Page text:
SAINT JEAN DE LUZ, France — President Donald Trump said U.S. and Chinese officials spoke Sunday and he is optimistic China wants to make a deal after the trade war between the two countries escalated in recent days.
“They want to make a deal,” Trump told reporters Monday during a meeting with Egyptian President Abdel-Fattah el-Sissi at the Group of Seven Summit. “That’s a great thing.”
The conversations Sunday between the U.S. and Chinese officials were the first since the two countries lobbed a new round of tariffs at each other last week. Neither side formally broke off talks and White House officials had said they expected negotiations to continue despite the new tariffs. But investors had feared China could walk away from the negotiating table.
Speaking to reporters, Trump heaped praise on Chinese President Xi Jinping, calling him a “great leader” and said China wants “to do something very, very badly.” He said the calls were at the "highest levels."
"We are probably in a much better position now than any time in the negotiations," Trump said in a meeting Monday with German Chancellor Angela Merkel.
When asked about the phone calls, Chinese Foreign Ministry spokesperson Geng Shuang said, “I haven’t heard about this.” News of Trump's comments was breaking as he was addressing reporters.
Hours earlier, Chinese Vice Premier Liu He said China sought "calm" negotiations and opposed an escalation.
“We are willing to solve the problem through consultation and cooperation with a calm attitude,” he said, according to Chinese newspaper Caixin. “We firmly oppose the escalation of the trade war,” he said, adding that it “is not conducive to China, the U.S. and the interests of people all over the world.”
Liu, China’s top trade negotiator, was speaking at a tech conference in Chongqing in southwest China, the Chongqing Morning Post reported.
The stock market fell sharply Friday after China announced it would slap retaliatory tariffs on $75 billion worth of U.S. goods, and Trump hit back saying he would increase existing tariffs on $250 billion in imports to 30 percent from 25 percent Oct. 1.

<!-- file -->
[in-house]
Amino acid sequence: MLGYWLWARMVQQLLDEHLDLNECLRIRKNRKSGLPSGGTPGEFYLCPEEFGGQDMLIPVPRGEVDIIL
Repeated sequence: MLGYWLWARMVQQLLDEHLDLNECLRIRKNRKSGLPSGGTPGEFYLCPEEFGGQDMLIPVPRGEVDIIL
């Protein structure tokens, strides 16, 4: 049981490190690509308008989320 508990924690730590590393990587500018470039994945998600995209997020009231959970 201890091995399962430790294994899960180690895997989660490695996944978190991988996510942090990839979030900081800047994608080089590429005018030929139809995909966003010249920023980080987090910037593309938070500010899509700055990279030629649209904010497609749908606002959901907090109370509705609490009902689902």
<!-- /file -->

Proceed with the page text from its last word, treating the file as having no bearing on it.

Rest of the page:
He also said that a planned 10 percent tariff on a further $300 billion in Chinese goods would now be taxed at 15 percent starting next month.
But the continued talks and optimism from Trump eased financial market jitters. U.S. stock futures pointed to a recovery Monday morning, with Dow futures jumping more than 200 points.
Trump’s top economic adviser, Larry Kudlow, said Sunday afternoon that he was anticipating a call from the Chinese this week and for Chinese officials to still come to Washington as planned.
“You’ve got both sides playing their game, we get that,” Kudlow told reporters. “As long as they are talking, I’m good.”
Trump also signaled a hint of optimism on Iran.
He said he didn’t feel disrespected by the surprise arrival of Iranian Foreign Minister Mohammad Javad Zarif at the seaside town where the meeting of world leaders is taking place. Trump said French President Emmanuel Macron let him know Zarif was coming on the day of his arrival.
“I don’t consider that disrespectful at all, especially when he asked for my approval,” Trump said of Macron.
But White House aides said they felt blindsided by the unanticipated visitor, and some were upset at the French over the move, U.S. officials said shortly after Zarif's arrival.
A spokesman for Zarif announced that he had arrived in Biarritz at the invitation of the French foreign minister “to continue talks” between the Iranian and French governments.
Trump said it would have been too soon to meet with the Iranians, and he declined to comment when asked if he sent any message to Zarif. There is no indication Zarif would have been willing to meet with the U.S. officials.
Trump said he isn’t looking for regime change in Iran, but that he wants to see the country abandon its nuclear program and stop its terrorism funding before lifting financial restrictions that have crippled its economy.
“We are looking to make Iran rich again,” Trump told reporters Monday. “Let them be rich.”